15 “The state of nature has a law of nature to govern it, which treats everyone equally…Being equal and independent, no one ought to harm another in his life, health, or possessions.” -John Locke

16  “The old traditions are apt to lead men into mistakes, as this idea of fatherly power’s probably has done, which seems so eager to place the power of parents over their children wholly in the father, as if the mother has no share in it. Whereas if we consult reason or the Bible, we shall find she has an equal title.” -John Locke

17 “Whensoever the government shall put into the hands of any other an absolute power over the lives, liberty, and estates of the people, by this breach of trust they forfeit the power of the people…who have a right to resume their original liberty, and by the establishment of the new government provide for their own safety and security.” -John Locke

18 Chapter 2 The Constitution

19 Key Questions Who governs? ~What is the difference between a democracy and a republic? ~What branch of government has the greatest power? To what ends? ~Does the Constitution tell us what goals the government should serve? ~Whose freedom does the Constitution protect?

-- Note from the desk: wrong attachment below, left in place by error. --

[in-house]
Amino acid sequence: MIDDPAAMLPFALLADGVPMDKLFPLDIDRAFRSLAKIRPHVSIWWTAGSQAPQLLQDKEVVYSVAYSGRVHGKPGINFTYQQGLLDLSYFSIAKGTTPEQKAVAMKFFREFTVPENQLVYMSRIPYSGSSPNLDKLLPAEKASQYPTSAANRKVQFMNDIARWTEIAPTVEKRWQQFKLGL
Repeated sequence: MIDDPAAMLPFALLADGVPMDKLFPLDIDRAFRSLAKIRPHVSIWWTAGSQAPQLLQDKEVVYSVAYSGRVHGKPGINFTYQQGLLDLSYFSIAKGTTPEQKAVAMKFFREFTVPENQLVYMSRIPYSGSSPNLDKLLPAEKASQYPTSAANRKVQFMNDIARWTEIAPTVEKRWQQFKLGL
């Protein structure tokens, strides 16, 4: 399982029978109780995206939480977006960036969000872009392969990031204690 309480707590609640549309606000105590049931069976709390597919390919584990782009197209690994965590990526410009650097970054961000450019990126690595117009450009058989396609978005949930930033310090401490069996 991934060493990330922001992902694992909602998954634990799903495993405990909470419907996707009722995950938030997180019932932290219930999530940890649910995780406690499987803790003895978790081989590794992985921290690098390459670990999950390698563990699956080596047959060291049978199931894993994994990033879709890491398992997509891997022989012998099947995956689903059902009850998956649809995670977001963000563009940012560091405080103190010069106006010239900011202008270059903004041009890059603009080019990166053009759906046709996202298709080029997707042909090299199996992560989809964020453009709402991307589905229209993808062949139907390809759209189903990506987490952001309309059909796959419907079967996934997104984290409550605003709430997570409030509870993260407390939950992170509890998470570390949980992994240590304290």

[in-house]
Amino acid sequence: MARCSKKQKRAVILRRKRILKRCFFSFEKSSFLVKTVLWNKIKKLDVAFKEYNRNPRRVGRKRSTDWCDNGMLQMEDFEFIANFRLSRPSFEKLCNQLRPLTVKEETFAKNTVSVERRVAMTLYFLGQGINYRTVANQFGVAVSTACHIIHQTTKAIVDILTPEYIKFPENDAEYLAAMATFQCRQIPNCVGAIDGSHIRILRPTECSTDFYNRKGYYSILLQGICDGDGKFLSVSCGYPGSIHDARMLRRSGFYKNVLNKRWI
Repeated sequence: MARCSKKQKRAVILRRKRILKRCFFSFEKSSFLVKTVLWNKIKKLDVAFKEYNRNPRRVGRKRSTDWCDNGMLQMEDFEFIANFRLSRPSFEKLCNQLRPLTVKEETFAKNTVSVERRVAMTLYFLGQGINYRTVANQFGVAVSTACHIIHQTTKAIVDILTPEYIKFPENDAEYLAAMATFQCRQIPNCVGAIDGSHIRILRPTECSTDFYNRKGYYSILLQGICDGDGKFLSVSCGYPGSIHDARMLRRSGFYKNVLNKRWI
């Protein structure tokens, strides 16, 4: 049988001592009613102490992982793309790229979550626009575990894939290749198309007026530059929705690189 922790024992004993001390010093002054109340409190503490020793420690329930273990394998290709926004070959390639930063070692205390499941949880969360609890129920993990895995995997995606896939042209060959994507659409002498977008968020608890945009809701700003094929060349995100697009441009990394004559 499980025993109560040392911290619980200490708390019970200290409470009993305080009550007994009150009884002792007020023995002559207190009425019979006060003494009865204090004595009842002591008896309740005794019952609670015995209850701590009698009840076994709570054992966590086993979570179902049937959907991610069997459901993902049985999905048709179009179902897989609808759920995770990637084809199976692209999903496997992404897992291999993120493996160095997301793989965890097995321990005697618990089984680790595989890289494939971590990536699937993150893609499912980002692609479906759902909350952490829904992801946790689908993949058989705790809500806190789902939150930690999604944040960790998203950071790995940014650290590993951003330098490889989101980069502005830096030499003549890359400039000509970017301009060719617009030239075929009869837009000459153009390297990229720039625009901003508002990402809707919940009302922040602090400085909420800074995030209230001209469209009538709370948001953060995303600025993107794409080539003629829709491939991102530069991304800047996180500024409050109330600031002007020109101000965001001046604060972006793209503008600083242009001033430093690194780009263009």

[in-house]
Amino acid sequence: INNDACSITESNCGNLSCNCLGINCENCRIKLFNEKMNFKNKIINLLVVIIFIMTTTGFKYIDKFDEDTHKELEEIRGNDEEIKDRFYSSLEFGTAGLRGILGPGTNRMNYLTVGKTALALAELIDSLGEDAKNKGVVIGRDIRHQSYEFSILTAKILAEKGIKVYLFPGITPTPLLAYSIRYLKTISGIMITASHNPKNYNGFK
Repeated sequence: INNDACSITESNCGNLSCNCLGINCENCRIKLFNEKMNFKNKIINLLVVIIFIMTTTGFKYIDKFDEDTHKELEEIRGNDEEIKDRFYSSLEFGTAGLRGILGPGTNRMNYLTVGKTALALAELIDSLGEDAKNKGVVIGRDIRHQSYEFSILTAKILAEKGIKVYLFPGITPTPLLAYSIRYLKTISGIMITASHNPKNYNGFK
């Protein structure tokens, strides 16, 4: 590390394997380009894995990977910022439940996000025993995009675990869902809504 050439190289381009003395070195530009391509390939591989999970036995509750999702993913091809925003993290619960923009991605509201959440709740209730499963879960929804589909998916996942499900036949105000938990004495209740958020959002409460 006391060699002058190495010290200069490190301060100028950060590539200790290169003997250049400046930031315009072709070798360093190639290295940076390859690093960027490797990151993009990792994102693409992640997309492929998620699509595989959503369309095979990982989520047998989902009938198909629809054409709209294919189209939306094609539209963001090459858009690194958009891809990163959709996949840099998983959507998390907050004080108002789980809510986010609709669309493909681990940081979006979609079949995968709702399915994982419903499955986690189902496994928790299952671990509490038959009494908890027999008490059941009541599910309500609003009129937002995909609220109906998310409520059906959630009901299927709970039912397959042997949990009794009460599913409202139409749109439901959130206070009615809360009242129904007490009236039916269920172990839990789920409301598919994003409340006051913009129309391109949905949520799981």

20 The Problems of Liberty
Colonists were focused on individual liberty The right to bring legal cases before independent judges The right to not have troops in their homes The right to trade without restrictions The right to pay no tax that was levied without direct representation The colonial mind Believed men sought power because they are ambitious, greedy and easily corrupted Believed in a higher law that embodied natural rights (life, liberty and property) Declaration of Independence was designed to inform George III of ways that their unalienable rights were being violated. The list of 27 grievances was aimed at protecting the colonists rights as British citizens.